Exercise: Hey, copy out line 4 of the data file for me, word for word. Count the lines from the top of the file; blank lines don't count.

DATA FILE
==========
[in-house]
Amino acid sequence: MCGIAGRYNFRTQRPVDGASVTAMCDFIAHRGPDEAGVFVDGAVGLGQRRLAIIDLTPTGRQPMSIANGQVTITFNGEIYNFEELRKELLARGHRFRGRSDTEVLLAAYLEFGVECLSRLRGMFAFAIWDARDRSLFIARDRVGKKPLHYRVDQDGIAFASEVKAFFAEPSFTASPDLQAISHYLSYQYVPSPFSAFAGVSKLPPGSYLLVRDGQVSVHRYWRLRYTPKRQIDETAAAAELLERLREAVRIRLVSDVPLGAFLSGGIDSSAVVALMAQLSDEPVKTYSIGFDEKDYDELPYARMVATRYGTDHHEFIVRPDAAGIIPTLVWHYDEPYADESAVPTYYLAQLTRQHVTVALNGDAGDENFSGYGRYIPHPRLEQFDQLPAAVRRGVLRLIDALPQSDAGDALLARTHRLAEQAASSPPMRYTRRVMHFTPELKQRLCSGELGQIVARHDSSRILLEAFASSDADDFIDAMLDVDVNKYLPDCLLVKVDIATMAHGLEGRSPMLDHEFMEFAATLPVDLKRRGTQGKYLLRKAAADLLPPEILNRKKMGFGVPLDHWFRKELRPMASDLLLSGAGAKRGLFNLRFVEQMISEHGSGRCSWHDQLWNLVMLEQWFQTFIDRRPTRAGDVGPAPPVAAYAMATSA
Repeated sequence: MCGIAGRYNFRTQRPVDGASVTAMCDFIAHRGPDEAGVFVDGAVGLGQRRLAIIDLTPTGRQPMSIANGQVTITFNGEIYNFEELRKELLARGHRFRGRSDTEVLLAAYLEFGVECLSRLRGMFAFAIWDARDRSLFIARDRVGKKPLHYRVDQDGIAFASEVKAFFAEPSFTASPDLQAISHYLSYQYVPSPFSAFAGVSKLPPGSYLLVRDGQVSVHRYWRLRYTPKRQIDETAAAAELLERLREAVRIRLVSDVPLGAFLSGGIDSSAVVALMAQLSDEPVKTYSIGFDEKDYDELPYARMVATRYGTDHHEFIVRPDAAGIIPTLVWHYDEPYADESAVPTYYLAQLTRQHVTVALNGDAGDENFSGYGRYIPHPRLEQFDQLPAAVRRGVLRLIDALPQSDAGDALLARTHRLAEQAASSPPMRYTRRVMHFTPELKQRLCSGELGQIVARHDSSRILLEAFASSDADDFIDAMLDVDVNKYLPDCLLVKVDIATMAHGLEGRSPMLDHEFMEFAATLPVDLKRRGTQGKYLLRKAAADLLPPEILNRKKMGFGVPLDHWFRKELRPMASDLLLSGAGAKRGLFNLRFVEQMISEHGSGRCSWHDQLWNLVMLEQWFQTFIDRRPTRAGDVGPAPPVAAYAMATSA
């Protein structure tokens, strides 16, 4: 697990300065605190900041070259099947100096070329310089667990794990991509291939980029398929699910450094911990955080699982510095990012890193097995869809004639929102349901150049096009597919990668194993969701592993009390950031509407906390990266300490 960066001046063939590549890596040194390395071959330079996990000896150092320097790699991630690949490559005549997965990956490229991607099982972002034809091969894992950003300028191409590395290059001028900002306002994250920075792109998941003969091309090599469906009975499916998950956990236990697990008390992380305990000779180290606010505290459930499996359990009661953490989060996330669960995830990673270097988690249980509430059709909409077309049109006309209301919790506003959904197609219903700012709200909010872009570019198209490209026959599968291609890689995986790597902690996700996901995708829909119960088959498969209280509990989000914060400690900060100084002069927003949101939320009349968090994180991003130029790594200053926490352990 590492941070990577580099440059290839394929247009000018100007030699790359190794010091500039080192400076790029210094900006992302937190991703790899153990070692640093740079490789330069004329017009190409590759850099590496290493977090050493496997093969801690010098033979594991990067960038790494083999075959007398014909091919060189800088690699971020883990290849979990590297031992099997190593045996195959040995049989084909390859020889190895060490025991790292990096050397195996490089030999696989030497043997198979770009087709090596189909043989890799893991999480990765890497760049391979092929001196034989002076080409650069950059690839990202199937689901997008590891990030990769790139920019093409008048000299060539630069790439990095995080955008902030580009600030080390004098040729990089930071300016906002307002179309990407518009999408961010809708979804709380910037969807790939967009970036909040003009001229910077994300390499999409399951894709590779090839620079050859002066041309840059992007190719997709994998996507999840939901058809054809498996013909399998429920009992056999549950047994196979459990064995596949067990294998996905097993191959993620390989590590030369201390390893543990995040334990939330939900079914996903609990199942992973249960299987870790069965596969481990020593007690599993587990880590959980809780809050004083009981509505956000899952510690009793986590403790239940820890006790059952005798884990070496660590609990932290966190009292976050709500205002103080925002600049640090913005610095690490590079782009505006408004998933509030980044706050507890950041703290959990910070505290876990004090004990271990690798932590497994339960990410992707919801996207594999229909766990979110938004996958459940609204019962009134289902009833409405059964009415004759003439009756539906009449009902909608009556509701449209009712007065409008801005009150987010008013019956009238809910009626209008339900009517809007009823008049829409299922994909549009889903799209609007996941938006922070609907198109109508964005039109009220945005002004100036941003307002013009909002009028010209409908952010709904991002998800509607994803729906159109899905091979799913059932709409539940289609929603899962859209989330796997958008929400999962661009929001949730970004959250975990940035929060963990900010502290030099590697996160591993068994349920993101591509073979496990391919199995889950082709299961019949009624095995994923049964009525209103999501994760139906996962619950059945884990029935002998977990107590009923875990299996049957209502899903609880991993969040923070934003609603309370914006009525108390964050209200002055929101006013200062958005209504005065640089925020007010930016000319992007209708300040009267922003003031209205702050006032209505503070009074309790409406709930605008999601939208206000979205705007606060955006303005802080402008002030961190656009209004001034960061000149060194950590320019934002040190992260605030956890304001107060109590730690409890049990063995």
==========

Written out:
């Protein structure tokens, strides 16, 4: 697990300065605190900041070259099947100096070329310089667990794990991509291939980029398929699910450094911990955080699982510095990012890193097995869809004639929102349901150049096009597919990668194993969701592993009390950031509407906390990266300490 960066001046063939590549890596040194390395071959330079996990000896150092320097790699991630690949490559005549997965990956490229991607099982972002034809091969894992950003300028191409590395290059001028900002306002994250920075792109998941003969091309090599469906009975499916998950956990236990697990008390992380305990000779180290606010505290459930499996359990009661953490989060996330669960995830990673270097988690249980509430059709909409077309049109006309209301919790506003959904197609219903700012709200909010872009570019198209490209026959599968291609890689995986790597902690996700996901995708829909119960088959498969209280509990989000914060400690900060100084002069927003949101939320009349968090994180991003130029790594200053926490352990 590492941070990577580099440059290839394929247009000018100007030699790359190794010091500039080192400076790029210094900006992302937190991703790899153990070692640093740079490789330069004329017009190409590759850099590496290493977090050493496997093969801690010098033979594991990067960038790494083999075959007398014909091919060189800088690699971020883990290849979990590297031992099997190593045996195959040995049989084909390859020889190895060490025991790292990096050397195996490089030999696989030497043997198979770009087709090596189909043989890799893991999480990765890497760049391979092929001196034989002076080409650069950059690839990202199937689901997008590891990030990769790139920019093409008048000299060539630069790439990095995080955008902030580009600030080390004098040729990089930071300016906002307002179309990407518009999408961010809708979804709380910037969807790939967009970036909040003009001229910077994300390499999409399951894709590779090839620079050859002066041309840059992007190719997709994998996507999840939901058809054809498996013909399998429920009992056999549950047994196979459990064995596949067990294998996905097993191959993620390989590590030369201390390893543990995040334990939330939900079914996903609990199942992973249960299987870790069965596969481990020593007690599993587990880590959980809780809050004083009981509505956000899952510690009793986590403790239940820890006790059952005798884990070496660590609990932290966190009292976050709500205002103080925002600049640090913005610095690490590079782009505006408004998933509030980044706050507890950041703290959990910070505290876990004090004990271990690798932590497994339960990410992707919801996207594999229909766990979110938004996958459940609204019962009134289902009833409405059964009415004759003439009756539906009449009902909608009556509701449209009712007065409008801005009150987010008013019956009238809910009626209008339900009517809007009823008049829409299922994909549009889903799209609007996941938006922070609907198109109508964005039109009220945005002004100036941003307002013009909002009028010209409908952010709904991002998800509607994803729906159109899905091979799913059932709409539940289609929603899962859209989330796997958008929400999962661009929001949730970004959250975990940035929060963990900010502290030099590697996160591993068994349920993101591509073979496990391919199995889950082709299961019949009624095995994923049964009525209103999501994760139906996962619950059945884990029935002998977990107590009923875990299996049957209502899903609880991993969040923070934003609603309370914006009525108390964050209200002055929101006013200062958005209504005065640089925020007010930016000319992007209708300040009267922003003031209205702050006032209505503070009074309790409406709930605008999601939208206000979205705007606060955006303005802080402008002030961190656009209004001034960061000149060194950590320019934002040190992260605030956890304001107060109590730690409890049990063995």